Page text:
The American Rescue Plan’s State Option to Invest in Mobile Crisis Intervention Services

COVID-19 Update

Editor’s Note: The American Rescue Plan (ARP) Act enacted on March 11, 2021, establishes a state option to provide community mobile crisis intervention services for a five-year period beginning in April 2022. As an incentive to state adoption, the law provides for an 85 percent enhanced federal matching rate for qualifying services for the first three years of state coverage.1 To further encourage states, ARP also includes $15 million in state planning grants to support their efforts to develop a state plan amendment or waiver request (e.g., Section 1115, 1915(b) or 1915(c)) to take up the option. The new mobile crisis provision arrives just as many states and localities are exploring strategies to address the worsening behavioral health crisis, as well as preparing for implementation of 988, the new national hotline for behavioral health crises. For states and localities reviewing their policing procedures, the new option could also be used to support state efforts to offer more resources to police responding to behavioral health crises—or even entirely avoid the need for law enforcement to respond.

In a new “Expert Perspective” for the Robert Wood Johnson Foundation’s State Health and Value Strategies program, summarized below, Manatt Health examines key questions around ARP’s new state option to invest in equitable, comprehensive and integrated crisis services that connect individuals in behavioral health crises with specialized, appropriate behavioral health treatment. Click here to read the full “Expert Perspective.”


What Are Community Mobile Crisis Intervention Services?

The Substance Abuse and Mental Health Services Administration (SAMHSA) National Guidelines for Behavioral Health Crisis Care distill the elements of a crisis system into three components with linkages to broader behavioral health continuums of care:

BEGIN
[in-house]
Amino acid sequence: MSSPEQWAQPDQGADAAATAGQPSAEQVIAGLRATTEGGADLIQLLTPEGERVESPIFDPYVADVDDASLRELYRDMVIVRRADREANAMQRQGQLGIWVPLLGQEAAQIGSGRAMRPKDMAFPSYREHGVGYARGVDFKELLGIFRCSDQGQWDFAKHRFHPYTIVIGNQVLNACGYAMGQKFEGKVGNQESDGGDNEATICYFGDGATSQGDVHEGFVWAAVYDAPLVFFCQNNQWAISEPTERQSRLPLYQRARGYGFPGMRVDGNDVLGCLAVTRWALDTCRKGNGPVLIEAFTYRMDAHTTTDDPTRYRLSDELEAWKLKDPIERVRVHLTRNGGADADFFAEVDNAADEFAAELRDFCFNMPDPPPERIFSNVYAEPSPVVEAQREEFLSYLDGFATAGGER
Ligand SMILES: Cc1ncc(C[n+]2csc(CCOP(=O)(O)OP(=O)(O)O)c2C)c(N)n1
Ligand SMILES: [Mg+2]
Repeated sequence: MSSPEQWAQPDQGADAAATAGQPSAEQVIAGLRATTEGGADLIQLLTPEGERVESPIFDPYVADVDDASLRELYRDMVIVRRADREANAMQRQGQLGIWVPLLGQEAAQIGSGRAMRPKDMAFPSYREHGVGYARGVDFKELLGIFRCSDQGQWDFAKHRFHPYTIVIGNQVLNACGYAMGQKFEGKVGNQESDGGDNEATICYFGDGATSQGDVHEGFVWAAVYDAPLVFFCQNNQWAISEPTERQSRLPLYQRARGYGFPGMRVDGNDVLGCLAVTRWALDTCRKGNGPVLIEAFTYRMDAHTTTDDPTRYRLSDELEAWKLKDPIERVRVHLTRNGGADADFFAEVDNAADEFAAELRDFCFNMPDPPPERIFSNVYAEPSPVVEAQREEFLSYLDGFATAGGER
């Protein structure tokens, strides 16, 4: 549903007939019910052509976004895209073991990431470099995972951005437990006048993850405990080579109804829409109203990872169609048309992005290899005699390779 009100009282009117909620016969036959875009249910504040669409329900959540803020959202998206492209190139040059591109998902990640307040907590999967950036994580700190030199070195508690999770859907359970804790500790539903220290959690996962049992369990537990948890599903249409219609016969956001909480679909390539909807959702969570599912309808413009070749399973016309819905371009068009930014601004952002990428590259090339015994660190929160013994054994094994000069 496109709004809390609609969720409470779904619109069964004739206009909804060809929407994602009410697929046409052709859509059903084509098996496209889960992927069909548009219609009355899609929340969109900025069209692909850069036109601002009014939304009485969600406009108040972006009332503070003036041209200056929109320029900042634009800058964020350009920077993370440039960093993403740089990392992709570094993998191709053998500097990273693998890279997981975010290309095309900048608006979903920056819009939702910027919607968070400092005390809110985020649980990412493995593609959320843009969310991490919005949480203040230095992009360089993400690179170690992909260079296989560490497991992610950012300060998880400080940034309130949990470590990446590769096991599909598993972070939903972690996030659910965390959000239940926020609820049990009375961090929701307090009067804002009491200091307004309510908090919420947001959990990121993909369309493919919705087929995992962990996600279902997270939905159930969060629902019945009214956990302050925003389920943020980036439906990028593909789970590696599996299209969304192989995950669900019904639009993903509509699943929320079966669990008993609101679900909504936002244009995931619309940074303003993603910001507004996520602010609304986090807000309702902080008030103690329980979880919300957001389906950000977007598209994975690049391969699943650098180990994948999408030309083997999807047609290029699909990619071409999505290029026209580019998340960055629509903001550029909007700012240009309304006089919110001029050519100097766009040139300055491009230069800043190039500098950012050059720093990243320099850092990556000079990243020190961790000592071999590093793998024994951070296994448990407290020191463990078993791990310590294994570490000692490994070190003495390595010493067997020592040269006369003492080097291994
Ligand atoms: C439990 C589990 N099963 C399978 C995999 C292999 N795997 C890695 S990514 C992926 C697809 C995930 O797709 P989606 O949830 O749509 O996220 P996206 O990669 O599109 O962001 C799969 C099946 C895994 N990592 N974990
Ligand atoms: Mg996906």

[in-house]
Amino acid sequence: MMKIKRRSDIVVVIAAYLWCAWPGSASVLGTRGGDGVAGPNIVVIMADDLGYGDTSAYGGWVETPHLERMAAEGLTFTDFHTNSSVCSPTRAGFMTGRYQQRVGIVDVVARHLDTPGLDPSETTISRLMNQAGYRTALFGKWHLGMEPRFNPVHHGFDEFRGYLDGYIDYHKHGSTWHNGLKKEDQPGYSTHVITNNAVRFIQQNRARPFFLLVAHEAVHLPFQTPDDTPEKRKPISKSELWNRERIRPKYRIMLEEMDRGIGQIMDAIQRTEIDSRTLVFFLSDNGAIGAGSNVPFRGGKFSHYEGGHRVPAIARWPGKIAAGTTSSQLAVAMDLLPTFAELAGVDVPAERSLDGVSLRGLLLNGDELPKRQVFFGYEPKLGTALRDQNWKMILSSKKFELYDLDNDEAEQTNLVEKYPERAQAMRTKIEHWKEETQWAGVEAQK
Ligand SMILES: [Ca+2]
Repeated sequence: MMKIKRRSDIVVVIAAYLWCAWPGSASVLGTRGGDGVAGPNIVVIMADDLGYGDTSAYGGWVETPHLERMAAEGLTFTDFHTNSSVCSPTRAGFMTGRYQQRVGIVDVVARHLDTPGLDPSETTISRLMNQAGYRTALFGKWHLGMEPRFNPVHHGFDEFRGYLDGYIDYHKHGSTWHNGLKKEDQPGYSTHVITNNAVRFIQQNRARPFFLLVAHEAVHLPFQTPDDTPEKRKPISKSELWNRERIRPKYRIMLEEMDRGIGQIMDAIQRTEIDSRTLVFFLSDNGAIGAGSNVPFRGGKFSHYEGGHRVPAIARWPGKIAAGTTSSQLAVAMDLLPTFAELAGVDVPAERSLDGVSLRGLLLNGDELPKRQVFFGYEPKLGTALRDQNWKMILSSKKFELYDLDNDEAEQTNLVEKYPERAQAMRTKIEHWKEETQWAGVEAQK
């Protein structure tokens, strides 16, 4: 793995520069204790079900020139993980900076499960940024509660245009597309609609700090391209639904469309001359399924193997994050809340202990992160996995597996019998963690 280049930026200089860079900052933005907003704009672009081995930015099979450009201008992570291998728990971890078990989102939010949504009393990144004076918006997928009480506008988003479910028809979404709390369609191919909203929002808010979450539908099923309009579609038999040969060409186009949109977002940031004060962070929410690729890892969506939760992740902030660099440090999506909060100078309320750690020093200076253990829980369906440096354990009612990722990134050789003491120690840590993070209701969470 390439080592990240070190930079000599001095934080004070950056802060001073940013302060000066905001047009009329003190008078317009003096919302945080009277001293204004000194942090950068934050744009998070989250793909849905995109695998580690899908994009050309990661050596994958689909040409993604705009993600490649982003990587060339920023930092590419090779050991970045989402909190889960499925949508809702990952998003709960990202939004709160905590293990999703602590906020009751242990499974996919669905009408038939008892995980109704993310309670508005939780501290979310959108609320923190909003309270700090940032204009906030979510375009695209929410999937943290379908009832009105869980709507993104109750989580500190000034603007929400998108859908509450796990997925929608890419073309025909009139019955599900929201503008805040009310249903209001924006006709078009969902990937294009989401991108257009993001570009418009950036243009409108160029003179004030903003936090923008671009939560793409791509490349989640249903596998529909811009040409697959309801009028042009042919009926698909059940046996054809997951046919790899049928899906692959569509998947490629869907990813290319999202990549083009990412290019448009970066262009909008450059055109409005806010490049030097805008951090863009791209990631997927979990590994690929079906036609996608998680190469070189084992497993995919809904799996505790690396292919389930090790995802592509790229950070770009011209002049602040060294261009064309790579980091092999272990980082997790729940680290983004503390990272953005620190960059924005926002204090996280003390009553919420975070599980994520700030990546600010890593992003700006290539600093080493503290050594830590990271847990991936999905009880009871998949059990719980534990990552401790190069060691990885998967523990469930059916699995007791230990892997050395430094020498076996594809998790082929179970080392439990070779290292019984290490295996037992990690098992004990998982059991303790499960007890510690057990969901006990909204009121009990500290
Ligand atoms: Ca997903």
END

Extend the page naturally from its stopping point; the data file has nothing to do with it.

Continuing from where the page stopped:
1. Regional or statewide crisis call centers coordinating in real time;
  2. Centrally deployed, 24/7 mobile crisis; and
  3. 23-hour crisis receiving and stabilization facilities. 

Using this model, the regional or statewide crisis call center triages a call and dispatches a mobile crisis unit to respond to an individual in crisis. Mobile crisis teams—comprised of qualified professionals who are trained to de-escalate and treat individuals in crisis—work to assess and stabilize individuals experiencing behavioral health emergencies in the least restrictive settings and divert individuals with mental illness from jail and emergency departments to crisis receiving and stabilization facilities and other community-based treatment.2, 3 Mobile crisis teams enable states and localities to begin to shift away from relying heavily on police, many of whom are insufficiently trained in behavioral health crises, to other trained first responders.4

Why Are States Expanding Mobile Crisis Intervention Services?

The mobile crisis state option is one critical tool available beginning in April 2022 to invest in a comprehensive and integrated crisis infrastructure that will:

  • Stabilize individuals in crisis;
  • Connect them to follow-up behavioral health services;
  • Reduce the stigma associated with behavioral health crises; and
  • Lessen the reliance of communities on police as first responders. 

Investing in a comprehensive crisis system that prioritizes behavioral health treatment can also help states and localities better support individuals residing in under-resourced communities. In addition, this option can augment states’ efforts to ready their behavioral health crisis systems for the establishment of 988 as the national suicide prevention and mental health crisis hotline in July 2022.5

What Are Key State Questions on the New Option?

1. What Are Qualifying Community Mobile Crisis Intervention Services Under ARP?

ARP defines “qualifying community mobile crisis intervention services” as services that are available continuously and provided in a timely manner by a multidisciplinary mobile crisis team that is:

  • Comprised of at least one behavioral health professional who can conduct an assessment, as well as other professionals or paraprofessionals with appropriate expertise in behavioral health crisis response;
  • Skilled in trauma-informed care, de-escalation strategies and harm reduction;
  • Trained to provide screening and assessment, stabilization, and de-escalation, and coordination with health, social and other supports, as needed; and
  • Able to maintain relationships with relevant community partners, including a range of medical, behavioral and crisis providers.

2. What Are Some of the Promising Models for Mobile Crisis Intervention Services?

There are a number of different crisis response models that are funded through a combination of Medicaid, state and other funding and leverage different professionals based on community need and workforce capacity: